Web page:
Ways of Knowing™ Symposium: Exploring the Role of Intuition in Health & Healing

Ways of Knowing Award

Mary Jo Kreitzer and  Gloria Hesselund for Marion Rosen

Mary Jo Kreitzer and Gloria Hesselund for Marion Rosen

The evening concluded with presenting the 2007 Ways of Knowing Award to the first recipient, Marion Rosen. The Ways of Knowing Award is an annual award given to a health care professional whose work acknowledges and integrates other ways of knowing. The founder of the Rosen Method, Marion Rosen has been teaching others to profoundly listen to the body and to clear emotional patterns that are often locked within. The award was accepted on Marion’s behalf by Gloria Hessellund.




An Interview & Messages for You

from Marion Rosen,
Recipient of the
2007 Ways of Knowing Award


In her early 90’s, Marion Rosen has dedicated her life to fostering wellbeing and the restoration of health. Marion’s training began in Munich, Germany during the 1930s with Lucy Heyer, one of a group of therapists giving breath work and massage to the psychoanalytic patients of Carl Jung. Fleeing the Nazis as World War II approached, Marion studied physical therapy in Sweden and then at the Mayo Clinic in the USA in 1944. She remained in physical therapy practice in California for the next thirty years, until she trained one student in her breathing and relaxation techniques in the early 1970s, and the Rosen Method was born—a method which helps people release unconscious restrictions created by earlier life experiences. Rosen Method bodywork is known and respected worldwide within the field of health education and somatic therapies. Her work has helped countless numbers of people find ease in their lives.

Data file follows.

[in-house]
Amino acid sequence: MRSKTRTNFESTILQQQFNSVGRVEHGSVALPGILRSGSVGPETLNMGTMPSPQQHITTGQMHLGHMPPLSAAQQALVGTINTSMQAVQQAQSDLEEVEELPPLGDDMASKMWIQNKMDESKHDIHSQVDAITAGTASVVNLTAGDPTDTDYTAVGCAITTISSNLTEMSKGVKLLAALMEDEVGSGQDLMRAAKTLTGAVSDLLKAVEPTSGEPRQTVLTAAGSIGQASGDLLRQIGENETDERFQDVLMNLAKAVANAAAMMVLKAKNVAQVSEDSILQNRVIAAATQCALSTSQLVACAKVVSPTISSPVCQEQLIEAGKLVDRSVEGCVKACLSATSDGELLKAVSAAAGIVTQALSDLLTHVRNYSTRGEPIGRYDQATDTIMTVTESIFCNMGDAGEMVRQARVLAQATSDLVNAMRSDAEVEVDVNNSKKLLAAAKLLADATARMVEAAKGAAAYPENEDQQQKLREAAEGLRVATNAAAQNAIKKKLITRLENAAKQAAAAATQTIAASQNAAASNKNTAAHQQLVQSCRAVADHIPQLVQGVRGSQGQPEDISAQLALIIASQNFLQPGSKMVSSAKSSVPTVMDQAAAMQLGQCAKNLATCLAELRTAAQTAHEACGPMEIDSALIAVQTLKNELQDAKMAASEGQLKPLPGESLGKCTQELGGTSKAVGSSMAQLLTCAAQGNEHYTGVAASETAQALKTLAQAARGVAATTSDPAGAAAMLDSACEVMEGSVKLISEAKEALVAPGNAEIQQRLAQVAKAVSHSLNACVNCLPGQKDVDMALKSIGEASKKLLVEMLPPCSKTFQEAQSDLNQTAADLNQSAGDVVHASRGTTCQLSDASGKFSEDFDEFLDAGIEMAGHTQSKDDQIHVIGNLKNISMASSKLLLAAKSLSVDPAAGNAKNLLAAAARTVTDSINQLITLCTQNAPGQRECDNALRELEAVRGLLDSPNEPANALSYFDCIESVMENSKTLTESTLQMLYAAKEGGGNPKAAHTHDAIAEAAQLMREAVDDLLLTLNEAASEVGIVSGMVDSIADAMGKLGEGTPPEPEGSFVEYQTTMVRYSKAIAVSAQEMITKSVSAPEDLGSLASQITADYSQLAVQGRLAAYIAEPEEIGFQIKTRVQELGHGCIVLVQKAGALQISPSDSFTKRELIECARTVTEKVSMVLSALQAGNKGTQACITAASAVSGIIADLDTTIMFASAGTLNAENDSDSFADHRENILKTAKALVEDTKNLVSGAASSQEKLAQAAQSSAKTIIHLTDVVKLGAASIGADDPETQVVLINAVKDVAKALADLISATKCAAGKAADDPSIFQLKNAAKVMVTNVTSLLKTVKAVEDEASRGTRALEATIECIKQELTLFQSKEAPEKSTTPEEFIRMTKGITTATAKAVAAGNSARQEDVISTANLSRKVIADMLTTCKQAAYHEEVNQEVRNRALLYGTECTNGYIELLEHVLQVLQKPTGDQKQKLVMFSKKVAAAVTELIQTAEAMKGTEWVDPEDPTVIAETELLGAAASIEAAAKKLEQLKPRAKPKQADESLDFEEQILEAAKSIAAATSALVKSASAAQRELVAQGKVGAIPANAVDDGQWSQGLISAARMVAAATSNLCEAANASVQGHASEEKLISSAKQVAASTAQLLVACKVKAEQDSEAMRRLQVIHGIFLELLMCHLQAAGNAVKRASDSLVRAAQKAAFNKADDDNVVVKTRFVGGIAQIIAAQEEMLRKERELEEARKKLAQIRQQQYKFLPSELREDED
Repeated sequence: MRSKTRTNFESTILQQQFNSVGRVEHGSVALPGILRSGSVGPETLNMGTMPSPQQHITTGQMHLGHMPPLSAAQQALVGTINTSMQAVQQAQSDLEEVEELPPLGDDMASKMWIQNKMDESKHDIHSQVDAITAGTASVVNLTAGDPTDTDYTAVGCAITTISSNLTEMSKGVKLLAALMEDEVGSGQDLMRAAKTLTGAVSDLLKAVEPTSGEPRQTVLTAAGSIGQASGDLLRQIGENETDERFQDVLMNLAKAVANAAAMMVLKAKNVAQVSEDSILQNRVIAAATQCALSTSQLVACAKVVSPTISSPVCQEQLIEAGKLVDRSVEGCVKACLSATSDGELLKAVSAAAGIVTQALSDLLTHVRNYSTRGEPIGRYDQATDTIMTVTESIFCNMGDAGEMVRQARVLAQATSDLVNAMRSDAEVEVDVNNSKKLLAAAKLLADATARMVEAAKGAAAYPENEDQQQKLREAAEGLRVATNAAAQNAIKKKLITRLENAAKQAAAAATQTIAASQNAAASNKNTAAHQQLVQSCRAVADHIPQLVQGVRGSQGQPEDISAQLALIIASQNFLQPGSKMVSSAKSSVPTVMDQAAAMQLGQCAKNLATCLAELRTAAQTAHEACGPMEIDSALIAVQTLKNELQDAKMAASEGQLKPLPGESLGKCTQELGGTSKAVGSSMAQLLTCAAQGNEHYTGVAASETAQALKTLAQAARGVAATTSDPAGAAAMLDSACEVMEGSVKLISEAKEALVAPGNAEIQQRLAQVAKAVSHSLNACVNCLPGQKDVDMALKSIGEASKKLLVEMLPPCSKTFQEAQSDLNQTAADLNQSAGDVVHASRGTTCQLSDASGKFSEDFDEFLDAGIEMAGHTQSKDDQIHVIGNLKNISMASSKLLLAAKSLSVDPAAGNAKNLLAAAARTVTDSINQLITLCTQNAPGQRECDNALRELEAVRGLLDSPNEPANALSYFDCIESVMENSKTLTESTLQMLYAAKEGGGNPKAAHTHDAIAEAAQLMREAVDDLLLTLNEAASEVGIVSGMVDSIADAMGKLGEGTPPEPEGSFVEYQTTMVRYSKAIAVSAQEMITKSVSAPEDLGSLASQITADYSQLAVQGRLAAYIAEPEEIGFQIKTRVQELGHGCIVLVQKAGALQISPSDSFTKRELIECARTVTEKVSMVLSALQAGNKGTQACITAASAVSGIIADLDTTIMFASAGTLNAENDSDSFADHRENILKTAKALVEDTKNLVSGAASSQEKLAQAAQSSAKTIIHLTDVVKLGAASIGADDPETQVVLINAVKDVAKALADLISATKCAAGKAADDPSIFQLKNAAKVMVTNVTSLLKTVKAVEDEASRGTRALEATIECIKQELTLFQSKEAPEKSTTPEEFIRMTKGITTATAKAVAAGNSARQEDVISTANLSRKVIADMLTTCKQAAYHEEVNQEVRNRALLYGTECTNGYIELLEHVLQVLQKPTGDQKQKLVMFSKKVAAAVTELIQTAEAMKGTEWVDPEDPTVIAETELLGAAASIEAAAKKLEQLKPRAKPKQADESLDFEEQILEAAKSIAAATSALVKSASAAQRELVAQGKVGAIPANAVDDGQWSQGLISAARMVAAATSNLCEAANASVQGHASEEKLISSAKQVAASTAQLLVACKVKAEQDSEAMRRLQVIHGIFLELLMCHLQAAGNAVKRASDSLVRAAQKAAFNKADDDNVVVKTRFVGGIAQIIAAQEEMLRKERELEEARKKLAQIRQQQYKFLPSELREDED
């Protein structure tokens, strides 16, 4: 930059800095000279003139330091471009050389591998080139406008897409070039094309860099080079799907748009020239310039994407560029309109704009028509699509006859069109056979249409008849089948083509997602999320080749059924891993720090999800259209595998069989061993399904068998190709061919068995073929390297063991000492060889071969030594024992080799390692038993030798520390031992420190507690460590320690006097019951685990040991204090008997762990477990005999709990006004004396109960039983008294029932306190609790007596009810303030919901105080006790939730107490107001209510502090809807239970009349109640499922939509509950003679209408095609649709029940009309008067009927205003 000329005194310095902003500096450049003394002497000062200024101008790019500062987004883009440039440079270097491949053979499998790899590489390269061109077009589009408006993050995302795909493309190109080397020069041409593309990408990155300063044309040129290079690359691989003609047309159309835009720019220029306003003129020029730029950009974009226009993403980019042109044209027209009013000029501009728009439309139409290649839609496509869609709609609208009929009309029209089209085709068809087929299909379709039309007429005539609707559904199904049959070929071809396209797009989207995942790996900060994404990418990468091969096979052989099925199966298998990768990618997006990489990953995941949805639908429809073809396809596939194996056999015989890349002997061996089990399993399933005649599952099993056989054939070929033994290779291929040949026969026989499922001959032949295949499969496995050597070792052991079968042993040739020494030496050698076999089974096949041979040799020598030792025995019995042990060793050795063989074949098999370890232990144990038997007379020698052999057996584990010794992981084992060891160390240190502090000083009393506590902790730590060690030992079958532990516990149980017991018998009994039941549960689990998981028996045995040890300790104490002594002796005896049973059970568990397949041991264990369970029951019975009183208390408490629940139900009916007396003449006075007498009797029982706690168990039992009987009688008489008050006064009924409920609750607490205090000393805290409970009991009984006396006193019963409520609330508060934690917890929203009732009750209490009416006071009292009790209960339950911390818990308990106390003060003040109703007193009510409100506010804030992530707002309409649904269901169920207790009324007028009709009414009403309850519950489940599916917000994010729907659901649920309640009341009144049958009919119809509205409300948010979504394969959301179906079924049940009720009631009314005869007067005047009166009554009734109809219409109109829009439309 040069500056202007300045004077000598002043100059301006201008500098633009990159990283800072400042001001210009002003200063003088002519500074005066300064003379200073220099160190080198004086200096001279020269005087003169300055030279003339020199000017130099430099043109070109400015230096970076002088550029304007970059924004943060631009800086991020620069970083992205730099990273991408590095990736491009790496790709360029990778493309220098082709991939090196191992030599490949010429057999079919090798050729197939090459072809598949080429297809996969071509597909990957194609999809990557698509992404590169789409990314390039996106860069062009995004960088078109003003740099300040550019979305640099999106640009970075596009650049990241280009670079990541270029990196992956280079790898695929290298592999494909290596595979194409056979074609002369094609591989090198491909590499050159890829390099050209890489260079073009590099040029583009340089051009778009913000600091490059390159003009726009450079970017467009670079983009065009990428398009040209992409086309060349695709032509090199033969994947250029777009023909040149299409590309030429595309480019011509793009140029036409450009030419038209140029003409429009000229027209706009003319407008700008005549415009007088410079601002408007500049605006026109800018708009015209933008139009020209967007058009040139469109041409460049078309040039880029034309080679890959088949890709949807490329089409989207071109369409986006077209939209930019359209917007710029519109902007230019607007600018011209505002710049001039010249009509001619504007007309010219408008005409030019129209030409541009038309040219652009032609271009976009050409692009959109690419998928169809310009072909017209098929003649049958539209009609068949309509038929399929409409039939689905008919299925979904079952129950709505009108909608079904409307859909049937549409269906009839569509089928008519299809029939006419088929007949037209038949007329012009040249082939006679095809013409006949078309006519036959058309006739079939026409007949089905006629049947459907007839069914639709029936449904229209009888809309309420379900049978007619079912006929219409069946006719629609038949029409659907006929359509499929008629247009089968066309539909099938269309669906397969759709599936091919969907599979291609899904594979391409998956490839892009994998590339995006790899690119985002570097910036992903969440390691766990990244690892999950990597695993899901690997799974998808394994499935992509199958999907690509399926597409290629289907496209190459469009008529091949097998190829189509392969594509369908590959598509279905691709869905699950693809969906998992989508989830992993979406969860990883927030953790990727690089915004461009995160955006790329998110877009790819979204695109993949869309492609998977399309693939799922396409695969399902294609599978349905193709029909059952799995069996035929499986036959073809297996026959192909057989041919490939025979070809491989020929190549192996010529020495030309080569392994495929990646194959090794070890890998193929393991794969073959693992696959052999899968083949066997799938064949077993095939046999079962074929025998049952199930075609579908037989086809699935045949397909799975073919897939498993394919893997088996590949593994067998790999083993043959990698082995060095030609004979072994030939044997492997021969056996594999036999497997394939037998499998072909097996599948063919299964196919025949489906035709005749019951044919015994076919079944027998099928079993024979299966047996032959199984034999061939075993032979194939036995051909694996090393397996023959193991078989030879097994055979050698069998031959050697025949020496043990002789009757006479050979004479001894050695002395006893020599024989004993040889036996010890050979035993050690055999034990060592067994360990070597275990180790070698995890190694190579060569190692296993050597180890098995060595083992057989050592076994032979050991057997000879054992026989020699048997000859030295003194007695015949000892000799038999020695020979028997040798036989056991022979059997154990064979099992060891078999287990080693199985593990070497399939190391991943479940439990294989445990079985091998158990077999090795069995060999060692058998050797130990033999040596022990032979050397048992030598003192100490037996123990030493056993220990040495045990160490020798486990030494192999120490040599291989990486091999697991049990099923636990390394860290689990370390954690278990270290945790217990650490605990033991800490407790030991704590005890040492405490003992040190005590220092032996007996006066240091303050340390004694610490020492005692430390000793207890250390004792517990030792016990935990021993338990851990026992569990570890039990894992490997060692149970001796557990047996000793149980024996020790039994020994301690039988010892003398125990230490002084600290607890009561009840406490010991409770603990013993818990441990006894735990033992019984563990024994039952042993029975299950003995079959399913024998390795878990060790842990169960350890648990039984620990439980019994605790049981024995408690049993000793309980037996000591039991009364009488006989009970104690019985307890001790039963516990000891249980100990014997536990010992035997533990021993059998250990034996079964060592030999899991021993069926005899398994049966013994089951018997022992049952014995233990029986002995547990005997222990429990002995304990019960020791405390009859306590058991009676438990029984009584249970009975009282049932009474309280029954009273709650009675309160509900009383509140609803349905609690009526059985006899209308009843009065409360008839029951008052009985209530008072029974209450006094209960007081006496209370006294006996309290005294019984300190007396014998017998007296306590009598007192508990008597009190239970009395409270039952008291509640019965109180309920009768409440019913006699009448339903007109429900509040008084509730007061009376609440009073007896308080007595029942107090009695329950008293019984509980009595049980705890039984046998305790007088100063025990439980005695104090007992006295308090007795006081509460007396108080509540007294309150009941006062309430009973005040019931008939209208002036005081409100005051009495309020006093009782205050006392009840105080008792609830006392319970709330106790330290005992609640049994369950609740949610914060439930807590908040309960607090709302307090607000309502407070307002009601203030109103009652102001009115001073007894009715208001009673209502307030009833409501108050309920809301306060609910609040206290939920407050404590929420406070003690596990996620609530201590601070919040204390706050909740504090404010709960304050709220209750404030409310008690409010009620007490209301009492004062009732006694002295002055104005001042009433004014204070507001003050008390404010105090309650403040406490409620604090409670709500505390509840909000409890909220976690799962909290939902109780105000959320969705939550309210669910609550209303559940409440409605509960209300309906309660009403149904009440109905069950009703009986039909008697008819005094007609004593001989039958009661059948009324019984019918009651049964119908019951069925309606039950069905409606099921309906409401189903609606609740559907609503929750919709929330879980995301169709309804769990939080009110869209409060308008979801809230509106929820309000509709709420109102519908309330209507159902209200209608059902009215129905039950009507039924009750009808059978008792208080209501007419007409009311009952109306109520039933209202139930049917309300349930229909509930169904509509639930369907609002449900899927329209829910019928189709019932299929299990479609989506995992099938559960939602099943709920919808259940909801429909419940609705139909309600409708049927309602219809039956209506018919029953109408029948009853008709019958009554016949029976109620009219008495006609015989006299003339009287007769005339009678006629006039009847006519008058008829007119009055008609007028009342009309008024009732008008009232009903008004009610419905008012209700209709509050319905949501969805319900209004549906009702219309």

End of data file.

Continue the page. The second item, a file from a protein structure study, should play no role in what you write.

Question # 1:

Having been in healthcare for over 70 years, what would you like to share with other healthcare professionals?

The body doesn’t lie.

In our work, we believe that the body stores experiences that we have long forgotten. Sometimes these experiences are in the way of our living and we don’t even know what the difficulty is until we get in touch with what we have put away.

This getting in touch cannot be forced; something has to be allowed to come out.

When we put our hands on the body in the places where the forgotten experiences are being protected, we support their coming out, so that people can re-experience what they have put away. This gives them the freedom not to carry these forgotten, protected experiences around with them and their aliveness is set free. People can then enjoy life without unconscious barriers.

In my opinion, all healthcare professionals’ work will benefit from allowing what the body remembers and knows to come out during their care giving rather than focusing on the suppression of symptoms.


#Question # 2:

What can you tell us about healthcare providers’ use of intuition?

It is important to become aware of your inner feeling, or what I call ‘inner knowing.’

I am more and more aware of how much my work has to do with this inner knowing. It always has had. Some place in us seems to know much more than we think.

I say it this way, “My hands know where to go if I allow them.” If I think, analyze, and try to be clever, it usually doesn’t work as well. This atmosphere of allowing is very important for the healthcare provider and the patient. I’ve had to learn not to doubt or second-guess my hands because they always know what to do.

Of course, in the moment I often do not know why I am doing what I am doing, or saying what I am saying, but later I say, “Oh, that’s what it was. That’s why I did that.”